Alternative Venue Research

In a prior post which I initiated, I wrote about how not to do jury research. That post was prompted by a call from a prospective client who wanted to hire us, but wanted to specify every aspect of the research, but all of those approaches were wrong in our estimation. Specifically, he wanted the research done for this case in his, and our, home venue in SE Florida. But, the case was not being tried in SE Florida. It was in a large venue, 4 hours away on the central west coast of Florida – a very different place. He was insistent on this point and it was one of the reasons we declined the engagement – because doing research in the wrong venue, for the sake of convenience only, is one of many wrong ways to conduct jury research. There are many differences in people in different venues. Think about red and blue county maps during an election cycle. The news sources are different, the employer base is different. The people are not the same, and conducting research in an alternate venue is rarely appropriate. The words “rarely appropriate,” however, do indicate that there are times when alternate venue research is acceptable, appropriate and necessary. Under certain circumstances, using an alternate venue, matched to the largest degree possible to the trial venue, is necessary due to publicity or possible contamination of the jury pool (especially in small venues). This has also been an issue in some jurisdictions which have high numbers of similar cases; recently, there have been issues in high volume, high exposure, patent litigation in certain parts of Texas which have caused the courts to take precautions to ensure adequate venire members are available. Very high profile cases and/or clients may also warrant moving the research venue, and in some cases, the actual trial jury – but that’s another story. When alternate venue research is under consideration, care must be taken to ensure that the alternate venue provides as close a comparison to the actual venue for the aforementioned reasons. It is not done for the convenience of the parties, or, at least, it should not be!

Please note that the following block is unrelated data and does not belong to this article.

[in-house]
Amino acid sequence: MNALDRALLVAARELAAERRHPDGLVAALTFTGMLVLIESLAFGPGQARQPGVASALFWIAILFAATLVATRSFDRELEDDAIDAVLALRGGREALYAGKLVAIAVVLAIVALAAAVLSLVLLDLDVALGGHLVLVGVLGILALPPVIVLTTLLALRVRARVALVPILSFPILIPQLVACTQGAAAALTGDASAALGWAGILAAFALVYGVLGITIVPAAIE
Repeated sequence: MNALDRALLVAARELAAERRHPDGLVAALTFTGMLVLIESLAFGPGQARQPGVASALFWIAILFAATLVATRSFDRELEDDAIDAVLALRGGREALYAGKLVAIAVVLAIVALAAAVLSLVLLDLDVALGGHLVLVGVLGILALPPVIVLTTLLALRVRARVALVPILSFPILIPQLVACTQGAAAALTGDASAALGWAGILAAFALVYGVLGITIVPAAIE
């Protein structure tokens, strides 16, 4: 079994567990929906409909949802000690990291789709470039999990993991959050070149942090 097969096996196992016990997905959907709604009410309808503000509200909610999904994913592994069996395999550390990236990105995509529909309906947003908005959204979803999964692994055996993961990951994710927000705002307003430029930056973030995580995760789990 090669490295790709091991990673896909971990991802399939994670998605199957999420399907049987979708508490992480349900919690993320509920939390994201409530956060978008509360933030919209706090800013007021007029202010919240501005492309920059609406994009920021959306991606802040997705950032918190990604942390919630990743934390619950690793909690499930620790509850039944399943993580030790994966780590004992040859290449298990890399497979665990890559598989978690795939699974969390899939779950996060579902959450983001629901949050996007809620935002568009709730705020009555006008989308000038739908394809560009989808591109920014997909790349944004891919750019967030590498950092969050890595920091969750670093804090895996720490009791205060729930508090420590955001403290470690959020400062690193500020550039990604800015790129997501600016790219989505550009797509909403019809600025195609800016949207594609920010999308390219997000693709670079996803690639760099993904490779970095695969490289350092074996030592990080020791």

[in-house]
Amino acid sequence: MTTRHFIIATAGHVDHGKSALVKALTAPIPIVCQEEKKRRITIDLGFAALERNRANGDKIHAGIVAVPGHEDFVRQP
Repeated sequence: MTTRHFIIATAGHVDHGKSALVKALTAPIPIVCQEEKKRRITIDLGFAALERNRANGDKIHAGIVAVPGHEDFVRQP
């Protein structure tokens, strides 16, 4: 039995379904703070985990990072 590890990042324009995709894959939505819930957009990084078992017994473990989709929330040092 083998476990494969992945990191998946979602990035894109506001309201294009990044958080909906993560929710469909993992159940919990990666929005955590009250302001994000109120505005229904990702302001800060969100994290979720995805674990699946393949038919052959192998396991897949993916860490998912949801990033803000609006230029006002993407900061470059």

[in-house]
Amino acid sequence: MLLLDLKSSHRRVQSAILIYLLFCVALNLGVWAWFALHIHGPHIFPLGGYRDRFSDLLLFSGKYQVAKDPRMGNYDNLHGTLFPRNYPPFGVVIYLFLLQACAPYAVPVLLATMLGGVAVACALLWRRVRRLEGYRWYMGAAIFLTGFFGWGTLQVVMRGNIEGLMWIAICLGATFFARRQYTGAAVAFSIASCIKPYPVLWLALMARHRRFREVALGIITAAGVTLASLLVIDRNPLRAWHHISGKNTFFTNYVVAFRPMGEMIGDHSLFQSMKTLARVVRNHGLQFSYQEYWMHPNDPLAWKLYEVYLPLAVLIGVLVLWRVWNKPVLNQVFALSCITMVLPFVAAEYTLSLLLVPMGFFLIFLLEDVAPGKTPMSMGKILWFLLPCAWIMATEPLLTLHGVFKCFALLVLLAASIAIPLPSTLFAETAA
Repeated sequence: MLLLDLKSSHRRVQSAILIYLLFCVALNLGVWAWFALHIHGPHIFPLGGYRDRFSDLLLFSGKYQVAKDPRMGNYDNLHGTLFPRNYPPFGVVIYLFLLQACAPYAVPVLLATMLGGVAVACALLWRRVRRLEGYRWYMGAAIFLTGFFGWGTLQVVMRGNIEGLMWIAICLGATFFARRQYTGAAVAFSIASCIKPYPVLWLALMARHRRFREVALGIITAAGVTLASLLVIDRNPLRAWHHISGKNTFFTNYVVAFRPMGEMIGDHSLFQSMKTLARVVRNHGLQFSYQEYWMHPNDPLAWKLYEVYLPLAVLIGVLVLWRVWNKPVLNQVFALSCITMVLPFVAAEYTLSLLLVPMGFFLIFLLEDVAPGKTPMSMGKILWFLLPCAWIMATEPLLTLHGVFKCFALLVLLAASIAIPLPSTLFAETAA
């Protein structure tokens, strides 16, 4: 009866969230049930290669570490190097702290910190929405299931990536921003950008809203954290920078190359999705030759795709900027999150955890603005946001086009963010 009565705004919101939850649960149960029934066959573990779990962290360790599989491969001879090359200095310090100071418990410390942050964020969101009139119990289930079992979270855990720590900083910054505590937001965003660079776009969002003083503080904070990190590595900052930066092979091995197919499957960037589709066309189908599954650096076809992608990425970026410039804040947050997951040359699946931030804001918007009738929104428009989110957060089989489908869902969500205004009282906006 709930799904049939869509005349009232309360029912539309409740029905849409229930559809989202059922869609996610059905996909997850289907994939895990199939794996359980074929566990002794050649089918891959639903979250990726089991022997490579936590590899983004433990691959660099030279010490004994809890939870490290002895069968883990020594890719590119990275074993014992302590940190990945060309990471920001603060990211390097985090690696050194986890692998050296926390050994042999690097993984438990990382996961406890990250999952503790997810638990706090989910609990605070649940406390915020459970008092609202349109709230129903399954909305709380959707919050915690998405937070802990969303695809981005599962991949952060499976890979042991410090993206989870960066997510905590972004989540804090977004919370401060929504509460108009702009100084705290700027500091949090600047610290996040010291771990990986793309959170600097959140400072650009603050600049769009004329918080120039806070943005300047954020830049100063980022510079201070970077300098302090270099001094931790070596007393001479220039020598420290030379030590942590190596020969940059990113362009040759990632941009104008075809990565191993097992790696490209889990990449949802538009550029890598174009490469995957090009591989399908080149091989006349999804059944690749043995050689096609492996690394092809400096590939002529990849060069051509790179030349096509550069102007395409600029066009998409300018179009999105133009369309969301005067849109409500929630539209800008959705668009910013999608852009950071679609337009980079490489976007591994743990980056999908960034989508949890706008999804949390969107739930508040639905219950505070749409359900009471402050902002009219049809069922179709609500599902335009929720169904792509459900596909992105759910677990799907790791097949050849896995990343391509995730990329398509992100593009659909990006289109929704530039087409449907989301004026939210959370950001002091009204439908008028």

There are valid reasons for conducting mock jury research in a venue other than the trial venue. As David pointed out, when the trial venue is in a sparsely populated area, it is sometimes risky to conduct jury research in the venue because: (1) there is a risk of “contaminating” the jury pool, meaning there is a high likelihood some of the mock jurors will be called for jury duty on the actual case; and (2) there is a risk of confidentiality breaches, because the mock jurors are often acquainted with one another and/or opposing trial counsel. In addition, when the case is a high publicity matter, involving, for example, a celebrity or other well known person, it is sometimes safer to conduct jury research outside the trial venue than to risk exposing the celebrity’s foibles in his/her hometown. Attorneys’ laziness, unwillingness to travel outside their home county, unwillingness to pay travel expenses, and other convenience related factors are not, however, valid reasons to conduct jury research in the wrong venue. I have been appalled, on numerous occasions, by attorneys’ demands that Magnus conduct research in the wrong venue because they “don’t feel like” driving across the state of Florida to the place where their trial will be held. I have even been told by a few attorneys that they want me to conduct their research in the wrong venue because there are no 4 or 5 star hotels in the trial venue where they can stay; or they need to be home in time for happy hour, their wife’s home cooking, or their child’s sporting activity. (No, I’m not making this up!) Needless to say, Magnus conducts all jury and fact finder research in the correct venue. We don’t bend to any client’s demands or whims if doing so compromises, in any way, our integrity, professionalism, or ethics.

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